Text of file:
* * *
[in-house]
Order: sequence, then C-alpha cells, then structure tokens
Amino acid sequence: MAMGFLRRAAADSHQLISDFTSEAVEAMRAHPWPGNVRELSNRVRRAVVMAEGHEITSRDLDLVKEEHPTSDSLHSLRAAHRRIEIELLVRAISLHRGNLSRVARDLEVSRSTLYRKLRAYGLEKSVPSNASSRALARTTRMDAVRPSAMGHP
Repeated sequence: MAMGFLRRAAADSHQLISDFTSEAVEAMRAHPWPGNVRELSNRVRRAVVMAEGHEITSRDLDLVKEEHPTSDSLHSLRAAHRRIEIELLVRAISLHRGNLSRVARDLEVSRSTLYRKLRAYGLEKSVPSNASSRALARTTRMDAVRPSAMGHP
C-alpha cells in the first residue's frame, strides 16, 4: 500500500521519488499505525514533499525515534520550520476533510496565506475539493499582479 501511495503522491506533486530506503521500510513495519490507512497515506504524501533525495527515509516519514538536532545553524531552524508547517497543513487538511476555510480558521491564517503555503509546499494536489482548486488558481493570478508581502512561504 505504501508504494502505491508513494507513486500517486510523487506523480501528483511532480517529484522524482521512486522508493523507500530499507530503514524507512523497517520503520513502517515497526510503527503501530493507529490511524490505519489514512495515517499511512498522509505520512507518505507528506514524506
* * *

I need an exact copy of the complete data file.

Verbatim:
[in-house]
Order: sequence, then C-alpha cells, then structure tokens
Amino acid sequence: MAMGFLRRAAADSHQLISDFTSEAVEAMRAHPWPGNVRELSNRVRRAVVMAEGHEITSRDLDLVKEEHPTSDSLHSLRAAHRRIEIELLVRAISLHRGNLSRVARDLEVSRSTLYRKLRAYGLEKSVPSNASSRALARTTRMDAVRPSAMGHP
Repeated sequence: MAMGFLRRAAADSHQLISDFTSEAVEAMRAHPWPGNVRELSNRVRRAVVMAEGHEITSRDLDLVKEEHPTSDSLHSLRAAHRRIEIELLVRAISLHRGNLSRVARDLEVSRSTLYRKLRAYGLEKSVPSNASSRALARTTRMDAVRPSAMGHP
C-alpha cells in the first residue's frame, strides 16, 4: 500500500521519488499505525514533499525515534520550520476533510496565506475539493499582479 501511495503522491506533486530506503521500510513495519490507512497515506504524501533525495527515509516519514538536532545553524531552524508547517497543513487538511476555510480558521491564517503555503509546499494536489482548486488558481493570478508581502512561504 505504501508504494502505491508513494507513486500517486510523487506523480501528483511532480517529484522524482521512486522508493523507500530499507530503514524507512523497517520503520513502517515497526510503527503501530493507529490511524490505519489514512495515517499511512498522509505520512507518505507528506514524506